“Minari” is coming soon to Viki! Watch the trailer here:

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“Go Back to China”

Sasha Li (Anna Akana) is a rich party girl in LA enjoying the best of her life with no intent of finding a job after graduating from a design school. When she splurges on half of her trust fund, her enraged father cuts off all financial support and leaves her with two options—to either give up her luxurious lifestyle forever or work for the family toy business in China for a year. Sasha’s journey to China may have started off as a means to reclaim her wealthy past, but as she reunites with her half-sister Carol (Lynn Chen), not only does Sasha overcome the cultural barriers with her estranged family, but she also leads her family business to thrive once again. “Go Back to China” is a heartwarming, entertaining portrayal of the life of an Asian-American family that thoughtfully explores the value of work and family.

If you’re curious about how this spoiled American fashionista finds her way in China, check out “Go Back to China” below!

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“Goodbye Mother”

Nau Van (Lanh Thanh), the oldest grandson of a conservative Vietnamese family living in the United States, returns to his homeland with his Vietnamese-American boyfriend Ian (Vo Dien Gia Huy). Van wants to confess his relationship with Ian to his family, but his plan turns out to be more difficult than he had expected when every member of his family expects him to get married and have children. Van struggles as he is forced to make a life-changing decision—whether to fulfill his duty as the family heir and comply with his mother’s expectations or continue his relationship with Ian despite the disapproval of his family and the prejudice of the Vietnamese society. “Goodbye Mother” spotlights the difficulties of living as a homosexual Vietnamese-American within a touching family tale.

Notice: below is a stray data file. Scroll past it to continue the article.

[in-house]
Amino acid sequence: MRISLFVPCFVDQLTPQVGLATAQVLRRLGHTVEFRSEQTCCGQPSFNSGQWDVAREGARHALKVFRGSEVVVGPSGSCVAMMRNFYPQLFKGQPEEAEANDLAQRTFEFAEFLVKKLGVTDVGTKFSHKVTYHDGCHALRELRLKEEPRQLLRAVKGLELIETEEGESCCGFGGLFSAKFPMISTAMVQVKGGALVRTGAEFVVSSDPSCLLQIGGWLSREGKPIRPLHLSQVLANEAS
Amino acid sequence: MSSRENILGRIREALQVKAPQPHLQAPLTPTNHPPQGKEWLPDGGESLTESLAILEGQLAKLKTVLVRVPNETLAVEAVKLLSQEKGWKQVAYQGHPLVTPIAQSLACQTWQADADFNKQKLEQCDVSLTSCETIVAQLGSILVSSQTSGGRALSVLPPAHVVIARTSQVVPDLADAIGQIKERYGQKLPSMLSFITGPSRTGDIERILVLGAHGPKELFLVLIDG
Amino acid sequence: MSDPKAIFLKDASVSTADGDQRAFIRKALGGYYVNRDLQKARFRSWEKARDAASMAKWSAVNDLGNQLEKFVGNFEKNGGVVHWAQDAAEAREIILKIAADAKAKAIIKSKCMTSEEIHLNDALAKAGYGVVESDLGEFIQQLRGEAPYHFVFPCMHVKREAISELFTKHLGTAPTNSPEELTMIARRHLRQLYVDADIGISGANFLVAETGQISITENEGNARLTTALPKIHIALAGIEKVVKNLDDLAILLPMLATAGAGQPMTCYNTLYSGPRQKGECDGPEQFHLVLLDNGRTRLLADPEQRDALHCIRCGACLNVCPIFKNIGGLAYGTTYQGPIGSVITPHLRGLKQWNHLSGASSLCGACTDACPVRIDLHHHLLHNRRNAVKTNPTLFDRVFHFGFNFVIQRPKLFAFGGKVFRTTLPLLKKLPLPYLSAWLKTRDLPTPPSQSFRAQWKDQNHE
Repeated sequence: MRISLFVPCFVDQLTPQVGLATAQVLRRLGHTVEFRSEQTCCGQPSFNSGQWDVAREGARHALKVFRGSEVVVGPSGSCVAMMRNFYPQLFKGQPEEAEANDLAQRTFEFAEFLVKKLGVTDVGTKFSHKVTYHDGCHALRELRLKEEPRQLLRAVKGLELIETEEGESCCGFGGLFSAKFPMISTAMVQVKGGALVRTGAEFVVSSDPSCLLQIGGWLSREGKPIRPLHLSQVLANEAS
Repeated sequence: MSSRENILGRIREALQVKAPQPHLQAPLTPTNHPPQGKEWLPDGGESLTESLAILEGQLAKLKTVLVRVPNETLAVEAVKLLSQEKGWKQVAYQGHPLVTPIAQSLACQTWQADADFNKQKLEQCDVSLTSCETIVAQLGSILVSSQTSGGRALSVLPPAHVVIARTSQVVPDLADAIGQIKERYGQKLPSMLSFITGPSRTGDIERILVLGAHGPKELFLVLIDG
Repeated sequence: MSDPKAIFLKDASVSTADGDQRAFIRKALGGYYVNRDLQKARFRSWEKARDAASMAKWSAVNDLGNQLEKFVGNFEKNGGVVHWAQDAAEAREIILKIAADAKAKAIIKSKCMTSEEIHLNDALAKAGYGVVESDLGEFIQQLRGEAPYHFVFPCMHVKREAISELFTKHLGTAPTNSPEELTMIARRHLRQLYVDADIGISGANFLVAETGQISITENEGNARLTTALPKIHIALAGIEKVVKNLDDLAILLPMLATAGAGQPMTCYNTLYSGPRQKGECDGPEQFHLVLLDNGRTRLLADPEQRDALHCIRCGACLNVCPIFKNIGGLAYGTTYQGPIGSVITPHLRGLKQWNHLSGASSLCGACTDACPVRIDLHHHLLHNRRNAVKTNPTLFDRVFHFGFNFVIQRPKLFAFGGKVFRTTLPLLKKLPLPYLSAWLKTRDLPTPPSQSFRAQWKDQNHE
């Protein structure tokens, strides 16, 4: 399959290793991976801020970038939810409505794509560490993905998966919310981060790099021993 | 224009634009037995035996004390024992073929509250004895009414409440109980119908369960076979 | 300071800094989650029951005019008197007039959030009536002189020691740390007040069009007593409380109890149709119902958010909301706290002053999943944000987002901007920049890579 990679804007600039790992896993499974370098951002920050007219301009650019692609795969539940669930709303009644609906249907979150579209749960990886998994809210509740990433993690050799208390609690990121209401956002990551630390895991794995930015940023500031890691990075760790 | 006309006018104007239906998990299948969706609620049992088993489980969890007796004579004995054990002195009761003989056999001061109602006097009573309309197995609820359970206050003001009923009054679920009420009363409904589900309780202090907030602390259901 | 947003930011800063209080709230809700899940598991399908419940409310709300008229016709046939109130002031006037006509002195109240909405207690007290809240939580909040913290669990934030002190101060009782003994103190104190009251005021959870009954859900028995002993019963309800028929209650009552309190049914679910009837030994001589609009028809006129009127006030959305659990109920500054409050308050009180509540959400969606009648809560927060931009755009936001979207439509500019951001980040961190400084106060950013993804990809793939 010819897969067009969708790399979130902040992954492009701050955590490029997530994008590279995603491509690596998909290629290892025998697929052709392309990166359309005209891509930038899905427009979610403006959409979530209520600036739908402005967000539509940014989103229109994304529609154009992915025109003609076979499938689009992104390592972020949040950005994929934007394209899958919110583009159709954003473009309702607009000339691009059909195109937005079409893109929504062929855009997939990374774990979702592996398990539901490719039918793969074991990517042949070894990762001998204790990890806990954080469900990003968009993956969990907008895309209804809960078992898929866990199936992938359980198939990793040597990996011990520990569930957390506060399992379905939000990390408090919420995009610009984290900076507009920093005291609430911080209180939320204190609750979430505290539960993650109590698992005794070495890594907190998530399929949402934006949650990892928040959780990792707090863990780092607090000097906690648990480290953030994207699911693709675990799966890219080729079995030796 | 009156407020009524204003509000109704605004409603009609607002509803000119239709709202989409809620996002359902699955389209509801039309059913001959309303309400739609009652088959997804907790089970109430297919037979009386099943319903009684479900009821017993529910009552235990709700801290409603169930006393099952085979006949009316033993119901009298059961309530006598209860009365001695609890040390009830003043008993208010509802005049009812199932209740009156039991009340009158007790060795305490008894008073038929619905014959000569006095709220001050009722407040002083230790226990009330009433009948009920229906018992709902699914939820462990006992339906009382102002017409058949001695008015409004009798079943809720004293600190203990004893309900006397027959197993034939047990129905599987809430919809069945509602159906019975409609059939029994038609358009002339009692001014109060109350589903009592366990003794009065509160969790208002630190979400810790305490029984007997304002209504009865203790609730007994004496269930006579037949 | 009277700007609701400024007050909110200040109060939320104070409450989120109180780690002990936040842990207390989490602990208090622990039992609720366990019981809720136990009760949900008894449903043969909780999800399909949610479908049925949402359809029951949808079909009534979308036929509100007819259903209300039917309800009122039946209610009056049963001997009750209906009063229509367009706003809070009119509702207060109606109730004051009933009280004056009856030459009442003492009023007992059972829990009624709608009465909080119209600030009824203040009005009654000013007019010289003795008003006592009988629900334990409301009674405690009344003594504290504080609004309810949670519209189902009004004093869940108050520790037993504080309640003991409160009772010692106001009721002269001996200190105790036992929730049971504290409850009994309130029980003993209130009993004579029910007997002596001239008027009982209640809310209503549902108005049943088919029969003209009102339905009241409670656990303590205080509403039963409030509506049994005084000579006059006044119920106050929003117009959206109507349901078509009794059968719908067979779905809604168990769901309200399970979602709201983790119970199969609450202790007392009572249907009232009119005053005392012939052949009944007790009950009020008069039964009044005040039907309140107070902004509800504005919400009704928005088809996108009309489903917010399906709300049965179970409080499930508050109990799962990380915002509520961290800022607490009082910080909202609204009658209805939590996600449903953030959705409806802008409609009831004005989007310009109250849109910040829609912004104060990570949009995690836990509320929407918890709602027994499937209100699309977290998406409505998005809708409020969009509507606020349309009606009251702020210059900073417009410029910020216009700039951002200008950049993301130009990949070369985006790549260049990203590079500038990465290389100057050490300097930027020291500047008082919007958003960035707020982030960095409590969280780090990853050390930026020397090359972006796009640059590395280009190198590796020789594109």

If you’re in the mood for an emotional tear-jerking film that offers invaluable life lessons, look no further and watch “Goodbye Mother” here!

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“The Farewell”

The Farewell” tells the experiences of a Chinese family coping to say goodbye to their beloved Nai Nai, who has fallen ill with terminal lung cancer. Instead of telling her the truth about her diagnosis, the family collectively decides to tell a lie: that she was fine and was going to live a long, healthy life. Billi, her granddaughter, has internal conflicts as the Western and Eastern parts of her start to collide—does her grandmother have a right to know what is happening, or is ignorance bliss? In this hilarious tearjerker, we tap into the different forms of family love between cultures. While Western values may place priority on individualism, Eastern beliefs teach that collectivism, especially coming together as a family, is what matters the most. Although Billi’s family tells an elaborate lie to Nai Nai about a life-or-death matter, they cannot be judged since they are merely doing what they sincerely think is best. This movie shows that love in Asian families, although it may not be as explicit as in other cultures, is one of the most beautiful, strongest human connections.